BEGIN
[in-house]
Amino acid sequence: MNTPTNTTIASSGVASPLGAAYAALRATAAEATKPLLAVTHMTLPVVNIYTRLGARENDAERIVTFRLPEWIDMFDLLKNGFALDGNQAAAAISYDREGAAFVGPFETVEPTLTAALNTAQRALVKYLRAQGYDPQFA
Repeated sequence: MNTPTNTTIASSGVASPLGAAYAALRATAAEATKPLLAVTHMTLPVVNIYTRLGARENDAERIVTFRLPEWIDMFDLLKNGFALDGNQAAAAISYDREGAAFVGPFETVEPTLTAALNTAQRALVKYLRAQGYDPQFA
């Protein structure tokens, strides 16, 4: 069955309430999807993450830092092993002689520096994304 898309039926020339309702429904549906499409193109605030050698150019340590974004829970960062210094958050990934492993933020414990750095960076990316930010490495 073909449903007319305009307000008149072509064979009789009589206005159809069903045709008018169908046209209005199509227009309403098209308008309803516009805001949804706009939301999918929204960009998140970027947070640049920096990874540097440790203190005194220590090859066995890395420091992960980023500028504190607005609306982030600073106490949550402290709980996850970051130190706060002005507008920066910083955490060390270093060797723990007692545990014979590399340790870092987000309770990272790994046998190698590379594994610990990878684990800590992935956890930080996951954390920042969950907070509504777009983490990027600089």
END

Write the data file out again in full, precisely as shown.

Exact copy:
[in-house]
Amino acid sequence: MNTPTNTTIASSGVASPLGAAYAALRATAAEATKPLLAVTHMTLPVVNIYTRLGARENDAERIVTFRLPEWIDMFDLLKNGFALDGNQAAAAISYDREGAAFVGPFETVEPTLTAALNTAQRALVKYLRAQGYDPQFA
Repeated sequence: MNTPTNTTIASSGVASPLGAAYAALRATAAEATKPLLAVTHMTLPVVNIYTRLGARENDAERIVTFRLPEWIDMFDLLKNGFALDGNQAAAAISYDREGAAFVGPFETVEPTLTAALNTAQRALVKYLRAQGYDPQFA
């Protein structure tokens, strides 16, 4: 069955309430999807993450830092092993002689520096994304 898309039926020339309702429904549906499409193109605030050698150019340590974004829970960062210094958050990934492993933020414990750095960076990316930010490495 073909449903007319305009307000008149072509064979009789009589206005159809069903045709008018169908046209209005199509227009309403098209308008309803516009805001949804706009939301999918929204960009998140970027947070640049920096990874540097440790203190005194220590090859066995890395420091992960980023500028504190607005609306982030600073106490949550402290709980996850970051130190706060002005507008920066910083955490060390270093060797723990007692545990014979590399340790870092987000309770990272790994046998190698590379594994610990990878684990800590992935956890930080996951954390920042969950907070509504777009983490990027600089």